2. What sort of workouts would I need to incorporate into my training so as to increase the “duration” for which I can hold an effort at critical power?

The discerning reader would have noticed the double quotes around the word duration 😊. This is the right time to introduce the concept of “Power Duration Curve”.

What is Power Duration Curve?

As per Stryd,

The power duration curve is your best effort power (in Watts) at any given duration (up to five hours) that you’ve done over the defined period of time.

The view defaults to the last 90 days because that best captures your current ability and is used to determine your Critical Power. In my experience of using Stryd, the power duration curve is the heart of the Stryd power meter. Illustrated below is my power duration curve …

Power duration curve

Insights and Improvement Areas

I will be touching upon one key insight that dawned upon me as I analyzed my power duration curve – fatigue resistance. Armed with this key insight let us revisit the earlier questions …

  1. What could be the “duration” for which I can hold a predicted power that is close to my critical power?

    Ans> As is evident the longest duration for which I had run above 100% CP is 25:43 minutes. I was clearly not primed for running a 10km at 100% CP aka Critical Power.

  2. What sort of workouts would I need to incorporate into my training so as to increase the “duration” for which I can hold an effort at critical power or in close proximity to that value?

    Ans> As per the training distribution tab of Stryd Power Center (more on this in a future article) I need to work on my fatigue resistance. Fatigue resistance directly reflects ability to run at close to maximal effort for your goal race distance. The suggested workouts are …

Long Runs: A long continuous run for the purpose of improving your overall endurance

High Volume Easy Runs: Running for extended periods at 50-80 % of your Critical Power strengthens your aerobic ability and helps your body become more efficient at the general “skill” of running

Aerobic Threshold Tempo Runs: Sustained efforts slightly lower than your Critical Power to specifically target your ability to extend high end threshold running without going over your personal limit.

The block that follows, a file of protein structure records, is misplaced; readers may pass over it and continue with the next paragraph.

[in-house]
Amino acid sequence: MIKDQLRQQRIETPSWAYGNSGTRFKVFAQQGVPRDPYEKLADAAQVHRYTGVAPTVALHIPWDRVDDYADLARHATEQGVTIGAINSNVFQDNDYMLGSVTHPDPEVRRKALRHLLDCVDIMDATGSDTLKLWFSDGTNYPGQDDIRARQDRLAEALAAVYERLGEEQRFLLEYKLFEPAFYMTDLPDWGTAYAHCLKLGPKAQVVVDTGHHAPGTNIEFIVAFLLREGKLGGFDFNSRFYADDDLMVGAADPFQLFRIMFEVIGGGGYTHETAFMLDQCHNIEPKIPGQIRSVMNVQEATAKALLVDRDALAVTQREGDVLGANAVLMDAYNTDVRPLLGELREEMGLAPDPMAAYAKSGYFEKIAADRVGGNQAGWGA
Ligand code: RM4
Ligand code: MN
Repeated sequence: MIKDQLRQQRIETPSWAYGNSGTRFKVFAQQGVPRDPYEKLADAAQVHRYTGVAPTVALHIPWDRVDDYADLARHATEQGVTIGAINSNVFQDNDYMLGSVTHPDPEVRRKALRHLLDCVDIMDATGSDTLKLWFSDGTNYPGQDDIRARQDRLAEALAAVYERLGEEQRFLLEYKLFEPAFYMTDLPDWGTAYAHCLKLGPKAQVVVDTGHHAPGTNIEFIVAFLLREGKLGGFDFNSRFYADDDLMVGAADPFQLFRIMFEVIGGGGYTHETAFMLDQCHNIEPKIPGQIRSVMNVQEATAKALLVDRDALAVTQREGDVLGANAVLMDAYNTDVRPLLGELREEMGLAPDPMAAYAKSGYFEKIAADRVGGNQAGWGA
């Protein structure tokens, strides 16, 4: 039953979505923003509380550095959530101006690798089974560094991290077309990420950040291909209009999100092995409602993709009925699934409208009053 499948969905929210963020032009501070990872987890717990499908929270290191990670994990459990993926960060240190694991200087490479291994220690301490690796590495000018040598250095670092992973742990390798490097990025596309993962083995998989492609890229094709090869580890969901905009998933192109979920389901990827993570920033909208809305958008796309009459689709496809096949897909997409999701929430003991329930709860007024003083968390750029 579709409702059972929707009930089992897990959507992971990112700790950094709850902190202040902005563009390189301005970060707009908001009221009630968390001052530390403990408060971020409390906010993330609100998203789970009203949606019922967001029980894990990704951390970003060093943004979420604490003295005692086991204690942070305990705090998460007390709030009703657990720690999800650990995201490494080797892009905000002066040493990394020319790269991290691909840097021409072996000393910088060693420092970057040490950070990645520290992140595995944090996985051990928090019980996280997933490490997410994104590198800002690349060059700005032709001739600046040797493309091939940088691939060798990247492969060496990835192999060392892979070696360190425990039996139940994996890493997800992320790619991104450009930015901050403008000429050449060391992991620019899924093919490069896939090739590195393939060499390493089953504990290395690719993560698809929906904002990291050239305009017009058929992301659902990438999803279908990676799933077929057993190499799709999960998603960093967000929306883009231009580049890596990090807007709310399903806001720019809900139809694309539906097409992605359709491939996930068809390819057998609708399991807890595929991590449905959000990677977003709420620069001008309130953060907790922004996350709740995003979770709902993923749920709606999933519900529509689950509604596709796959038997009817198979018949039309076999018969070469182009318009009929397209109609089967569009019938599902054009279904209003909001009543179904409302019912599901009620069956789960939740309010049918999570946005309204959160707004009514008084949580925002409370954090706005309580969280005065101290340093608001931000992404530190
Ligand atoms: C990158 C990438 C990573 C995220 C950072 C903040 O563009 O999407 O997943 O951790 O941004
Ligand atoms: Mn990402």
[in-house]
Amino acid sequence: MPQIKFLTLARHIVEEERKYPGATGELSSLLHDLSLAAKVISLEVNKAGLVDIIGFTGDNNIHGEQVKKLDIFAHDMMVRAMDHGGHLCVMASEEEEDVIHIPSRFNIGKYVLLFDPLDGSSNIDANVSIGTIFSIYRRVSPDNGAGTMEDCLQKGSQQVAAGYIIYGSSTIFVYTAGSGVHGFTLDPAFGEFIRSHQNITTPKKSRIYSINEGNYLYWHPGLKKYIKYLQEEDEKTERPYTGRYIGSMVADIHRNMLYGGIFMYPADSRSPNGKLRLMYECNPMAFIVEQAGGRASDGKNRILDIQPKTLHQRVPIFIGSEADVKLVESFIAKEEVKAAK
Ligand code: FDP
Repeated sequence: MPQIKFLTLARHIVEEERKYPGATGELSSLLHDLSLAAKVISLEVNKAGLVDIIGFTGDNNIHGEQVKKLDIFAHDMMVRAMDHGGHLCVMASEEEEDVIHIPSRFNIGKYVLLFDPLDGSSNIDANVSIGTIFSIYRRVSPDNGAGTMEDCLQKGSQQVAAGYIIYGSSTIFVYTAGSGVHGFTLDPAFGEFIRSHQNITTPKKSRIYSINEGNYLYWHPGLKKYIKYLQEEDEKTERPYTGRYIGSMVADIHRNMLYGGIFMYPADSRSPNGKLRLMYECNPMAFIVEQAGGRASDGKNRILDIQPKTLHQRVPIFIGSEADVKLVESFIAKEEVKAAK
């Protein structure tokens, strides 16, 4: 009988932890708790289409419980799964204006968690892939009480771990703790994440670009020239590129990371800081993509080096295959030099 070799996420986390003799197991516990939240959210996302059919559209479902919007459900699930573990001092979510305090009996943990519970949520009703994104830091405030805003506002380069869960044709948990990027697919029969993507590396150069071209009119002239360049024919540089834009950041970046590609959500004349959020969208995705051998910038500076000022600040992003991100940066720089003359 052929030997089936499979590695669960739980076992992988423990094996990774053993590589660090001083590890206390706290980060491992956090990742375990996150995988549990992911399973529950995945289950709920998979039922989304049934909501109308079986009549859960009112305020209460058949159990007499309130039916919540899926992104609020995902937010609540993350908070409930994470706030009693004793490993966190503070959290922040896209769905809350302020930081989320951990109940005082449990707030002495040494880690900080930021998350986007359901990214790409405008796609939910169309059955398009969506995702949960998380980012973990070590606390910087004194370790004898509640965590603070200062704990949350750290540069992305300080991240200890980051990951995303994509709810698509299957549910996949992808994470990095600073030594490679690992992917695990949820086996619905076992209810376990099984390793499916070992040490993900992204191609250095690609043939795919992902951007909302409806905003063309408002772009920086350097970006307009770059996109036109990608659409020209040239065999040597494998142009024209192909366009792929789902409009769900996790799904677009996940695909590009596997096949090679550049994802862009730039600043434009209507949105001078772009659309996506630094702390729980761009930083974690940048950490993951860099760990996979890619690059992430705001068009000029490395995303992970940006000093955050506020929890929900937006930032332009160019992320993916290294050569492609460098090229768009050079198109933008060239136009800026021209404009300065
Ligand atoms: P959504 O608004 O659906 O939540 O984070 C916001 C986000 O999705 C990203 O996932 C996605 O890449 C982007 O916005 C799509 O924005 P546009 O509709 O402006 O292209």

Please note the “power aware” context of the suggested workouts above. The intensity of each workout is defined based on the Critical Power as a metric as against the usual suspects i.e. Pace or Heart Rate.

In the first part of this series I had shared my power zones. Power Zone 3 (Z3) corresponds to a threshold zone and Power Zone 4 (Z4) corresponds to interval zone. Shared below is the time I spent in each power zone during this time trial …

Time in power zones

Theory and Practice

Illustrated below is the same power duration curve (in blue), but this time I have added the Auto-CP Model curve from Stryd(white). This curve estimates the “theoretical best effort you can hold for different periods of time”. We are looking at the variance between the actual peak power and the modeled peak power for a duration of 42:30 minutes (the finish time from the Stryd Race Predictor). There is a 10W variance in peak power between the actual and modeled ability.

Modeled peak power

To put things in perspective I would like to draw the reader’s attention back to the splits table shared above. I was able to maintain an average power of 263-264W until the halfway mark after which the power values started going South with the result that the average power for the Time Trial was only 259W a full 5-6 W lesser than the actual peak power I am capable of holding for this duration.

I would like to conclude this post with the stats for the Time Trial. I finished the 10km TT in 43:30 mins which was pretty close to what Stryd Race Predictor had indicated. But again, with the right kind of “power aware” workouts the gap between the Modeled CP and the actual peak power can be reduced.

Stats Summary

What is next?

I and my Coach (Ashok Nath) have tweaked the training plan for a 10km race that I will be attempting as part of the BAA virtual challenge in November. Hopefully this “race” will be a more consistent effort in terms of staying at my peak power as recommended by Stryd race predictor. Stay tuned for more updates on this race and also the learnings that I will keep sharing before that …



Kartik Iyer is a conversationalist, running geek, techie, marathoner, miles to go CrossFit junkie and bathroom Carnatic vocalist. He loves striking random conversations with people just about anywhere, music and anyting to do with tech and fitness, in no particular order. He can be reached at @kartikiyer2007 on Insta and on Strava